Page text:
Featured Research

from universities, journals, and other organizations

Infidelity Produces Faster Sperm, Swedish Fish Study Finds

Date:
January 24, 2009
Source:
Uppsala University
Summary:
Until now, it has been difficult to prove that fast-swimming sperm have an advantage when it comes to fertilizing an egg. But now Swedish researchers can demonstrate that unfaithful females of the cichlid fish species influence the males' sperm.

Until now, it has been difficult to prove that fast-swimming sperm have an advantage when it comes to fertilizing an egg. But now a research team can demonstrate that unfaithful females of the cichlid fish species influence the males' sperm.
Credit: iStockphoto/Serdad Yagci

Until now, it has been difficult to prove that fast-swimming sperm have an advantage when it comes to fertilizing an egg. But now a research team at Uppsala University can demonstrate that unfaithful females of the cichlid fish species influence the males’ sperm. Increased competition leads to both faster and larger sperm, and the research findings now being published in the scientific journal PNAS, Proceedings of the National Academy of Sciences, thus show that the much mythologized size factor does indeed count.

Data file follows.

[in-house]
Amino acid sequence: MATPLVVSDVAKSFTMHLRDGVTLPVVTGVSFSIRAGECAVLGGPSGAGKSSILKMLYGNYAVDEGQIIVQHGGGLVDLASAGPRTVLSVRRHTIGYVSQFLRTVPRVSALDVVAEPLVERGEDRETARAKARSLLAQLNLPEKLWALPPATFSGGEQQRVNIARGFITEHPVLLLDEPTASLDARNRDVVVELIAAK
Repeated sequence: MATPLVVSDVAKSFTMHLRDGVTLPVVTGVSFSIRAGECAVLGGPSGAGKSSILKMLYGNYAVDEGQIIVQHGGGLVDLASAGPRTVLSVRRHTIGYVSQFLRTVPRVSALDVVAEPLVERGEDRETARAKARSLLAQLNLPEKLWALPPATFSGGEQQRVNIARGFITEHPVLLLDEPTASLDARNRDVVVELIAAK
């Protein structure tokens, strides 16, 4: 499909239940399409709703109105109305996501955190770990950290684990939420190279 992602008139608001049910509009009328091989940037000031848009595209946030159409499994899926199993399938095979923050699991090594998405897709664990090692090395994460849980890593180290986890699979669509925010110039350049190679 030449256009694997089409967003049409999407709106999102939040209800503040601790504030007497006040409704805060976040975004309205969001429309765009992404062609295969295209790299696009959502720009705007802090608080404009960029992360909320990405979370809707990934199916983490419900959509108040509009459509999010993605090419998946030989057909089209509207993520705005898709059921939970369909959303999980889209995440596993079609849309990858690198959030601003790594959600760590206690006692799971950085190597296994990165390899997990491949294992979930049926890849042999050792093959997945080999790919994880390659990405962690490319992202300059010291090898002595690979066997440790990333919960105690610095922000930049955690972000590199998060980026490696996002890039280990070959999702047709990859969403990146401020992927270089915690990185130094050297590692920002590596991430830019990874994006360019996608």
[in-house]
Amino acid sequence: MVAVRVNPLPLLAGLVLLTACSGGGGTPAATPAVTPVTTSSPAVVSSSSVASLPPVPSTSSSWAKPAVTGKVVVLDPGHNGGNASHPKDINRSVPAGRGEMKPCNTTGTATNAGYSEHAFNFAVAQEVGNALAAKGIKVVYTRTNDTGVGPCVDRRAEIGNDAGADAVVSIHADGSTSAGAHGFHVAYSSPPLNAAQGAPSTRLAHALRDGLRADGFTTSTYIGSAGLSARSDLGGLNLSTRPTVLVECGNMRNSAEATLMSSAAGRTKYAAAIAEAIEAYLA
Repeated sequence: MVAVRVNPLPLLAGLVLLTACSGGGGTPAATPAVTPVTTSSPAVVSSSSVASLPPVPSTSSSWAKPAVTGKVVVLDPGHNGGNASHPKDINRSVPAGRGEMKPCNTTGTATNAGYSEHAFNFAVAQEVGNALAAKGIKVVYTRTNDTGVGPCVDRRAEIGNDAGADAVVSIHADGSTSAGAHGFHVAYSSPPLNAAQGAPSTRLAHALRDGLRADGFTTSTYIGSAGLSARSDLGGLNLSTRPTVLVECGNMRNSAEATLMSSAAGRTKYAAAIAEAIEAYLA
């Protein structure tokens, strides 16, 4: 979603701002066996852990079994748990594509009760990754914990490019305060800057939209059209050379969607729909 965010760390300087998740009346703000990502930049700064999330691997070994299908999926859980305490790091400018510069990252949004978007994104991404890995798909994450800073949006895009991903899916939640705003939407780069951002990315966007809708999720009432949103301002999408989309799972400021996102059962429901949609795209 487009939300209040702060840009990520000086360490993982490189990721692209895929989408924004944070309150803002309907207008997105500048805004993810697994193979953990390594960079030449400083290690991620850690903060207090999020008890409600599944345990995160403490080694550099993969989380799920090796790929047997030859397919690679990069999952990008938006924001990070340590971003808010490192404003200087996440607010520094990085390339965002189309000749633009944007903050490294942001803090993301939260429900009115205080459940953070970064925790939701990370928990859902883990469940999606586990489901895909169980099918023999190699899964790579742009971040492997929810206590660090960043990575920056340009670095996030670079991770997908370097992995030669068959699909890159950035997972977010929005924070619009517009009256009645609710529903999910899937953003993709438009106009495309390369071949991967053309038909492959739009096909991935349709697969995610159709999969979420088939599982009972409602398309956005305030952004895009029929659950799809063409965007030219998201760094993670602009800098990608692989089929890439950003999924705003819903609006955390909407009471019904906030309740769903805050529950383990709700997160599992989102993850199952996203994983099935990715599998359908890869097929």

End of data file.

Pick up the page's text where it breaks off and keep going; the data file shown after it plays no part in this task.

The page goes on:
“The competition among sperms to fertilize a female’s eggs is an extremely powerful evolutionary force that influences various characteristics of sperms, such as size and speed,” says Niclas Kolm, a researcher at Uppsala University, who, in collaboration with scientists from several other universities, has studied the mating system of 29 species of Tanganyika cichlids. “For the first time, we can show a strong link between the degree of sperm competition and the size and speed of the sperms. Males with promiscuous females develop faster and larger sperms than the monogamous species,” says Niclas.

"In promiscuous species we found that males produced larger and faster sperm than in closely related species that were monogamous," says Sigal Balshine, associate professor in the department of Psychology, Neuroscience & Behaviour at McMaster University, and senior author on the study. "This research offers some of the first evidence that sperm has evolved to become more competitive in response to females mating with multiple males."